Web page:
“In both law and politics, I think the essential battle is the meta-battle of framing the narrative,” Cruz told me. “As Sun Tzu said, Every battle is won before it’s fought. It’s won by choosing the terrain on which it will be fought. So in litigation I tried to ask, What’s this case about? When the judge goes home and speaks to his or her grandchild, who’s in kindergarten, and the child says, ‘Paw-Paw, what did you do today?’ And if you own those two sentences that come out of the judge’s mouth, you win the case.“So let’s take Medellín as an example of that,” Cruz went on. “The other side’s narrative in Medellín was very simple and easy to understand. ‘Can the state of Texas flout U.S. treaty obligations, international law, the President of the United States, and the world? And, by the way, you know how those Texans are about the death penalty anyway!’ That’s their narrative. That’s what the case is about. When Justice Kennedy comes home and he tells his grandson, ‘This case is about whether a state can ignore U.S. treaty obligations,’ we lose.“So I spent a lot of time thinking about, What’s a different narrative to explain this case? Because, as you know, just about every observer in the media and in the academy thought we didn’t have a prayer. This is a hopeless case.”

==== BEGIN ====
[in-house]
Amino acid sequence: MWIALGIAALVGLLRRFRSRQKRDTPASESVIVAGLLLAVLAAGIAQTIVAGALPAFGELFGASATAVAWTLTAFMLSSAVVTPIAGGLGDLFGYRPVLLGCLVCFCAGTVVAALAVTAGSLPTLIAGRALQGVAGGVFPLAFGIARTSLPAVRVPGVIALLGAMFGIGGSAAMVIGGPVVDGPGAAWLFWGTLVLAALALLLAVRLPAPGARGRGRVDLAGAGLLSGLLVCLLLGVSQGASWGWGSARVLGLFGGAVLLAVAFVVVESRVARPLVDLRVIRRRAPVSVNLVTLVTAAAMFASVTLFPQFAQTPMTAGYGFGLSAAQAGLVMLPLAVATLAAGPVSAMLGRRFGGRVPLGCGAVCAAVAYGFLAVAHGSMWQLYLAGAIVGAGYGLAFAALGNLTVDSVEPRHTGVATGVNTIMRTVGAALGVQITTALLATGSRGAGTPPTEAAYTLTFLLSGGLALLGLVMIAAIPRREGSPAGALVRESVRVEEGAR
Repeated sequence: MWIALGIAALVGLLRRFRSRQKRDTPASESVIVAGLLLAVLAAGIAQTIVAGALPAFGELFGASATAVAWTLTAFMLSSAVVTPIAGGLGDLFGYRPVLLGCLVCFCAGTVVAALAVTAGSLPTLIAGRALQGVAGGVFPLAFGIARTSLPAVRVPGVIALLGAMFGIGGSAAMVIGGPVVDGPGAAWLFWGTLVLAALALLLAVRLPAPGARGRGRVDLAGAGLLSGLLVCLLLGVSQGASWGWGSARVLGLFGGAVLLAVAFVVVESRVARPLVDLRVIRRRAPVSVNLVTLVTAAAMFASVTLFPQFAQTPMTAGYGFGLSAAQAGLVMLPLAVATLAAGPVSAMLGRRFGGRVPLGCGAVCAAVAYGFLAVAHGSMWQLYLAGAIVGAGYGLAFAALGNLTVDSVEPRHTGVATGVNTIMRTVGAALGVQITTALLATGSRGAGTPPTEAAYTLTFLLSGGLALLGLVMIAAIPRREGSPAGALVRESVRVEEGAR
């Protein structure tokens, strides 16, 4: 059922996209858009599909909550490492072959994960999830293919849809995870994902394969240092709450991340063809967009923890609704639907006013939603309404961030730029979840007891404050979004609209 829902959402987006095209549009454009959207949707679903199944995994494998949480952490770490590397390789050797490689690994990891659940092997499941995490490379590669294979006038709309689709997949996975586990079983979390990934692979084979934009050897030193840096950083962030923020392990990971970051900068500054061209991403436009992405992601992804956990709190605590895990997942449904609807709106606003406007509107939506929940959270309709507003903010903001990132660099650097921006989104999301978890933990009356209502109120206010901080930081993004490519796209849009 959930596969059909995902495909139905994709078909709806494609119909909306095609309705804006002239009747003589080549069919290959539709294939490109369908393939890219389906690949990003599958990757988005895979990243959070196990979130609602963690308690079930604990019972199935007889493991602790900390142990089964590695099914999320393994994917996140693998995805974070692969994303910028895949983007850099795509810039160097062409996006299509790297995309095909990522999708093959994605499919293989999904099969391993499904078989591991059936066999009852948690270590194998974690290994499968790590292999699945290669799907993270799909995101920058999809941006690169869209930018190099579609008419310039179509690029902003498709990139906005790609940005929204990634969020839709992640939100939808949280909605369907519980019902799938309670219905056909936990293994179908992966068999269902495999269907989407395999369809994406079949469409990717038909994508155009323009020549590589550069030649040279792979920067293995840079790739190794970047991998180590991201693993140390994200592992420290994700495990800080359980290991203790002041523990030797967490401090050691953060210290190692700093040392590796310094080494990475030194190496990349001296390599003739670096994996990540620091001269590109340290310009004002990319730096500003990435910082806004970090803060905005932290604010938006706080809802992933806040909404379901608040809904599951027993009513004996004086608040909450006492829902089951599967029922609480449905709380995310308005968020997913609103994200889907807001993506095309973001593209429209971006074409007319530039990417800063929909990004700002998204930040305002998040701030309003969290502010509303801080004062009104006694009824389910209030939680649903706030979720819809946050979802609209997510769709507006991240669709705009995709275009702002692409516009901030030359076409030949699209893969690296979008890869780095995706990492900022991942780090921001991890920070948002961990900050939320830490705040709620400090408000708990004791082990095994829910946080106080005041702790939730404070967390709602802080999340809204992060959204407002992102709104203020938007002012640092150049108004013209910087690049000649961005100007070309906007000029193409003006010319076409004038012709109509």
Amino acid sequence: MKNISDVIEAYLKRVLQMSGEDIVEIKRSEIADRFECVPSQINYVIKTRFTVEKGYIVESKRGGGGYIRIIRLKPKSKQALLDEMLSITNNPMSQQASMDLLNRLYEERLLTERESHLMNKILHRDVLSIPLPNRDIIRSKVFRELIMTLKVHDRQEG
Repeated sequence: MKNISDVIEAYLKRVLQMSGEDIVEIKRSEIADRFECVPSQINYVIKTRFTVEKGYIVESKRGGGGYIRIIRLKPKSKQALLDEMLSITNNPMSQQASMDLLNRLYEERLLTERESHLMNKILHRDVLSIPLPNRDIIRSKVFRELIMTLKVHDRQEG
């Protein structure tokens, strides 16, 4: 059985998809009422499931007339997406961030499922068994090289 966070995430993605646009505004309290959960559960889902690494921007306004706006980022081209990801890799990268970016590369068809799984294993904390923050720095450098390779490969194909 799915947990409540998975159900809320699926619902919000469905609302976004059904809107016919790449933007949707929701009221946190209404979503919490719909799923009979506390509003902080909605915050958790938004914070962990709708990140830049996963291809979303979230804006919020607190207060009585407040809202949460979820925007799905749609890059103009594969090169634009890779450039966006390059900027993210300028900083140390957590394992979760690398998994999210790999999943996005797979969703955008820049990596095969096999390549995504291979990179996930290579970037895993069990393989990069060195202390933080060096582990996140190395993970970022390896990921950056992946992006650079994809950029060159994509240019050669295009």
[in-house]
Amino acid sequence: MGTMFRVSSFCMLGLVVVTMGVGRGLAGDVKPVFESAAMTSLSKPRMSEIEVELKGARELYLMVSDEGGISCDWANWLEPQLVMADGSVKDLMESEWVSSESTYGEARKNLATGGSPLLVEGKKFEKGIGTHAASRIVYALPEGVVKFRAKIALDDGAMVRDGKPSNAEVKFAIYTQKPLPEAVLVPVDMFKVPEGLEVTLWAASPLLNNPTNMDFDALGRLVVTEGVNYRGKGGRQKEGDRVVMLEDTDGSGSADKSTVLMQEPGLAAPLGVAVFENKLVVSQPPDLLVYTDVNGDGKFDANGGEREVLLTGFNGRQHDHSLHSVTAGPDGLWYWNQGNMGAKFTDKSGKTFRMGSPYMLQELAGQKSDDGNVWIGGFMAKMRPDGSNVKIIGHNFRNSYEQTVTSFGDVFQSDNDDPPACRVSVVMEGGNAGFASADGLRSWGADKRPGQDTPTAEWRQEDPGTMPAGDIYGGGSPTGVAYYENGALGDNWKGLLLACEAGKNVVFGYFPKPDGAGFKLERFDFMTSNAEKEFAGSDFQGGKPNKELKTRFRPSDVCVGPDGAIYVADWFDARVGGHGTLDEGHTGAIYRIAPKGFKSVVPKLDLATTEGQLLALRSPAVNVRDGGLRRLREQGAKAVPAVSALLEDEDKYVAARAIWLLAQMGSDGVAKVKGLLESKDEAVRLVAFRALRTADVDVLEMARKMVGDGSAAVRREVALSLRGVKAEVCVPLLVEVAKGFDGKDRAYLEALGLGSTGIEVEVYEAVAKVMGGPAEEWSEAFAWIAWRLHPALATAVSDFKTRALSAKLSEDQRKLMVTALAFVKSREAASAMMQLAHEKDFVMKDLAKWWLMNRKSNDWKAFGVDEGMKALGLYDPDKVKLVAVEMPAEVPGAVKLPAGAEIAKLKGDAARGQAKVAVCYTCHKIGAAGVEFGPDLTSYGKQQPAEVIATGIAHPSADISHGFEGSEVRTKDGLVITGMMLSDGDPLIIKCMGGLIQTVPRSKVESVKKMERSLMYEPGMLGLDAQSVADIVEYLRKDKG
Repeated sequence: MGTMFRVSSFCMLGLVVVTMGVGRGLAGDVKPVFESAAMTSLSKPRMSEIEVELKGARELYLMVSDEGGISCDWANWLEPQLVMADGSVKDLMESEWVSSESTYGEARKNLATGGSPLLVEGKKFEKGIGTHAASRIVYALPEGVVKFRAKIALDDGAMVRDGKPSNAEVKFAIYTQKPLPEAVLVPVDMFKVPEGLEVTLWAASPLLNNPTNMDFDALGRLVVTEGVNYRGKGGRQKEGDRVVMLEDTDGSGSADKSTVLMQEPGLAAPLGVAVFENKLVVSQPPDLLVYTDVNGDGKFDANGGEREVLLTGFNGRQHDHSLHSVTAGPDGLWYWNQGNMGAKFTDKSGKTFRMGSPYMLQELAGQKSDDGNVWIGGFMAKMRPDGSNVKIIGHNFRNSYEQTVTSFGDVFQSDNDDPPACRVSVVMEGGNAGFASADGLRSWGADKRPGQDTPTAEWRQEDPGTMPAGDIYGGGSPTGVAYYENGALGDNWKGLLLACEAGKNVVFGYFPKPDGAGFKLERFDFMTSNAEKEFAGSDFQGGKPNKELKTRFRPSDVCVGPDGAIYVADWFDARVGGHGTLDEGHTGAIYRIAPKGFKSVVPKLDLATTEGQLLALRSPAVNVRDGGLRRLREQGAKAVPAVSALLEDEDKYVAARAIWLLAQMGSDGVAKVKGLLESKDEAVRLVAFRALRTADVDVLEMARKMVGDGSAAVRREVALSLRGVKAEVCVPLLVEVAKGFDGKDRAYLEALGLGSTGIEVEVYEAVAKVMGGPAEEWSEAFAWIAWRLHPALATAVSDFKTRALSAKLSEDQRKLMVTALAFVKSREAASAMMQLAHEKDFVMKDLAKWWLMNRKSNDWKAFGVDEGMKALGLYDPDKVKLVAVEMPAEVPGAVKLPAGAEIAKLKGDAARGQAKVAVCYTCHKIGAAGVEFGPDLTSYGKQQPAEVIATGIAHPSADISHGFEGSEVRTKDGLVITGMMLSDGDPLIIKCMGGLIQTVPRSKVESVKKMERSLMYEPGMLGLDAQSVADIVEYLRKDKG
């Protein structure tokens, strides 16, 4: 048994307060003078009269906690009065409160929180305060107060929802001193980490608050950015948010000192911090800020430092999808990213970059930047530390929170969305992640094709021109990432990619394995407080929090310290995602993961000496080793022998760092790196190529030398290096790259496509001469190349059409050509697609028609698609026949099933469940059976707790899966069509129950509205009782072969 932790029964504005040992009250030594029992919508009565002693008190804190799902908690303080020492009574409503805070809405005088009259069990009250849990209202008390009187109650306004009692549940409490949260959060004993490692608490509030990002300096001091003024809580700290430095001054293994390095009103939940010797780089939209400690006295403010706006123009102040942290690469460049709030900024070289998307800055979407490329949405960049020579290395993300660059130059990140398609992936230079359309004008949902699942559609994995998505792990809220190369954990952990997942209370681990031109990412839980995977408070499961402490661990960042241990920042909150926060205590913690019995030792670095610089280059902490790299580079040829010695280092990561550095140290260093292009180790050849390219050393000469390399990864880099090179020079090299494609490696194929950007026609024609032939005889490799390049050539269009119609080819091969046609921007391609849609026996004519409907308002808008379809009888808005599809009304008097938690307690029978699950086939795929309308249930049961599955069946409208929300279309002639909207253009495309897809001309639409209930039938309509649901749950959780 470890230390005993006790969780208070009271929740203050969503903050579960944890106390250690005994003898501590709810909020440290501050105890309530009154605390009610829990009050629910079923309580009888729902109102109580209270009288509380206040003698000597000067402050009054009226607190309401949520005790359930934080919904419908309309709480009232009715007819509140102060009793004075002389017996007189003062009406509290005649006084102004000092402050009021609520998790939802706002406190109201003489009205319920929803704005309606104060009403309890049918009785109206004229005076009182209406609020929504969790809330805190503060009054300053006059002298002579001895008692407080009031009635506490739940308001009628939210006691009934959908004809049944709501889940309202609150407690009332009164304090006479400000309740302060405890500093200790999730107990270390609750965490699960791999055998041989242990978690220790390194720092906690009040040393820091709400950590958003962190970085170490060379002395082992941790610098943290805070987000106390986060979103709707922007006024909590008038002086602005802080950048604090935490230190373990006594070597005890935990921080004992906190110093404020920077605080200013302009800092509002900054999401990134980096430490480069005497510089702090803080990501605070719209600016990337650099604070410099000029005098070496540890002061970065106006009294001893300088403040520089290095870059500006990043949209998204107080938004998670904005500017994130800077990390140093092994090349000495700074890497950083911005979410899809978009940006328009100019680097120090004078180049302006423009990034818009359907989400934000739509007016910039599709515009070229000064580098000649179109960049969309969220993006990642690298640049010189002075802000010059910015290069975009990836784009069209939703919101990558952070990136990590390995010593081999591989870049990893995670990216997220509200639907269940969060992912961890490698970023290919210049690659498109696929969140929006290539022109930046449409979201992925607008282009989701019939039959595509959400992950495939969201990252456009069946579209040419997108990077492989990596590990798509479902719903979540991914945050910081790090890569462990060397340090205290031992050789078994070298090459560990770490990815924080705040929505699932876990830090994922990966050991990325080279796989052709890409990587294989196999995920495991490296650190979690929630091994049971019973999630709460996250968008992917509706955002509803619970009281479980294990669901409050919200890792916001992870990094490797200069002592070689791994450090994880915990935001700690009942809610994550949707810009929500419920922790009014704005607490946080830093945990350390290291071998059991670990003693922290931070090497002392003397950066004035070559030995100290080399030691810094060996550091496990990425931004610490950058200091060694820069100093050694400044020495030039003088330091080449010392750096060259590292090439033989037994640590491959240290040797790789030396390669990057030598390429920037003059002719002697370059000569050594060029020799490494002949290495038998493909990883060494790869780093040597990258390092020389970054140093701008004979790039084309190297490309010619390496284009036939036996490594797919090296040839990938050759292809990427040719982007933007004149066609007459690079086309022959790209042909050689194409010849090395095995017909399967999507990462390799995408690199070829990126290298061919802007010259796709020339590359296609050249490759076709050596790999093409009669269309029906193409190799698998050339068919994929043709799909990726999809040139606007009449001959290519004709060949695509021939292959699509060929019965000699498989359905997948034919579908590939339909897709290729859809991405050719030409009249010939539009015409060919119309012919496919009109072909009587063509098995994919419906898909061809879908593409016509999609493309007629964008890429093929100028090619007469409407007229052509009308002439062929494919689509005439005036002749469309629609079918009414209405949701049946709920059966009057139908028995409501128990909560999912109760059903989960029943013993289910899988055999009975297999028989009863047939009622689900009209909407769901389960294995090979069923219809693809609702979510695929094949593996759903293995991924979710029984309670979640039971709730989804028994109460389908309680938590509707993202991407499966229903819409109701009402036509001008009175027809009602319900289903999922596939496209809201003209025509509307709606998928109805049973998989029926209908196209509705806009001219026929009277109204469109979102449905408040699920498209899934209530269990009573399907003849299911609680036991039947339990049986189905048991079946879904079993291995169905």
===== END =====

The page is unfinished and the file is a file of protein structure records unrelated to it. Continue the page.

Copyright 2016. All rights reserved by Candace E. Salima.